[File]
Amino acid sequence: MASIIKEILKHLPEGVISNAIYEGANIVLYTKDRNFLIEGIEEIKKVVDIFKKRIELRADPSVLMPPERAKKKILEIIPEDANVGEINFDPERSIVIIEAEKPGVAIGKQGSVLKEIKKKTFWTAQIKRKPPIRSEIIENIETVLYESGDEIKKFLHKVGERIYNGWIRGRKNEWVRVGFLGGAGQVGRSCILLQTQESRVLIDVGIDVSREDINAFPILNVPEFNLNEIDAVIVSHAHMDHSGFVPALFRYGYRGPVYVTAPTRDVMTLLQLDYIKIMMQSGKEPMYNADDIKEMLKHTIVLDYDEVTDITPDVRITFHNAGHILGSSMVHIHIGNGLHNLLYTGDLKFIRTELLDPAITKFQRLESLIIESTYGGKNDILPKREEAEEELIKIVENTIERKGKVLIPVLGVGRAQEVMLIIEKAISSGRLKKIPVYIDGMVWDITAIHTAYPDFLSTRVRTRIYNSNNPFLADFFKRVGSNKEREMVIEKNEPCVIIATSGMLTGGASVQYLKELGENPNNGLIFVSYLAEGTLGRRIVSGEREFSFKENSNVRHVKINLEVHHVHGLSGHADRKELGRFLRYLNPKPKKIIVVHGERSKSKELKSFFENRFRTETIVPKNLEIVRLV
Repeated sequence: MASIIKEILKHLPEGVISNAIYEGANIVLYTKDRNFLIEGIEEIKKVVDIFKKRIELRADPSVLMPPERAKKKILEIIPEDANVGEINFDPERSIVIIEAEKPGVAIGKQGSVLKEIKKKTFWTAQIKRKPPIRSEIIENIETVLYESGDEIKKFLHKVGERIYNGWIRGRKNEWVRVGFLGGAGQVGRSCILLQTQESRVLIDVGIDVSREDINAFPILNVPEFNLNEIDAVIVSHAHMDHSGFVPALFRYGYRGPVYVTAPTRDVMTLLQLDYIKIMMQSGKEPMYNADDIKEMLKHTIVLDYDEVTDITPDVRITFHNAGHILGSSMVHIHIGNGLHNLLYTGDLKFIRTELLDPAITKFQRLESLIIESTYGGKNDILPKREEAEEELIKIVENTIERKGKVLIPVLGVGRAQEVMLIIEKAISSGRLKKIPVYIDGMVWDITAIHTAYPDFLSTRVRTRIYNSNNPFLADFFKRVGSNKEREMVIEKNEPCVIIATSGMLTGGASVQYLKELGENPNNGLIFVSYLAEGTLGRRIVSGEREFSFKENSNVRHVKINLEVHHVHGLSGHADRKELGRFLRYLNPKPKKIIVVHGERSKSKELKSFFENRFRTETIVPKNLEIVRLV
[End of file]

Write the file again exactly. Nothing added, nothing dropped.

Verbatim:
Amino acid sequence: MASIIKEILKHLPEGVISNAIYEGANIVLYTKDRNFLIEGIEEIKKVVDIFKKRIELRADPSVLMPPERAKKKILEIIPEDANVGEINFDPERSIVIIEAEKPGVAIGKQGSVLKEIKKKTFWTAQIKRKPPIRSEIIENIETVLYESGDEIKKFLHKVGERIYNGWIRGRKNEWVRVGFLGGAGQVGRSCILLQTQESRVLIDVGIDVSREDINAFPILNVPEFNLNEIDAVIVSHAHMDHSGFVPALFRYGYRGPVYVTAPTRDVMTLLQLDYIKIMMQSGKEPMYNADDIKEMLKHTIVLDYDEVTDITPDVRITFHNAGHILGSSMVHIHIGNGLHNLLYTGDLKFIRTELLDPAITKFQRLESLIIESTYGGKNDILPKREEAEEELIKIVENTIERKGKVLIPVLGVGRAQEVMLIIEKAISSGRLKKIPVYIDGMVWDITAIHTAYPDFLSTRVRTRIYNSNNPFLADFFKRVGSNKEREMVIEKNEPCVIIATSGMLTGGASVQYLKELGENPNNGLIFVSYLAEGTLGRRIVSGEREFSFKENSNVRHVKINLEVHHVHGLSGHADRKELGRFLRYLNPKPKKIIVVHGERSKSKELKSFFENRFRTETIVPKNLEIVRLV
Repeated sequence: MASIIKEILKHLPEGVISNAIYEGANIVLYTKDRNFLIEGIEEIKKVVDIFKKRIELRADPSVLMPPERAKKKILEIIPEDANVGEINFDPERSIVIIEAEKPGVAIGKQGSVLKEIKKKTFWTAQIKRKPPIRSEIIENIETVLYESGDEIKKFLHKVGERIYNGWIRGRKNEWVRVGFLGGAGQVGRSCILLQTQESRVLIDVGIDVSREDINAFPILNVPEFNLNEIDAVIVSHAHMDHSGFVPALFRYGYRGPVYVTAPTRDVMTLLQLDYIKIMMQSGKEPMYNADDIKEMLKHTIVLDYDEVTDITPDVRITFHNAGHILGSSMVHIHIGNGLHNLLYTGDLKFIRTELLDPAITKFQRLESLIIESTYGGKNDILPKREEAEEELIKIVENTIERKGKVLIPVLGVGRAQEVMLIIEKAISSGRLKKIPVYIDGMVWDITAIHTAYPDFLSTRVRTRIYNSNNPFLADFFKRVGSNKEREMVIEKNEPCVIIATSGMLTGGASVQYLKELGENPNNGLIFVSYLAEGTLGRRIVSGEREFSFKENSNVRHVKINLEVHHVHGLSGHADRKELGRFLRYLNPKPKKIIVVHGERSKSKELKSFFENRFRTETIVPKNLEIVRLV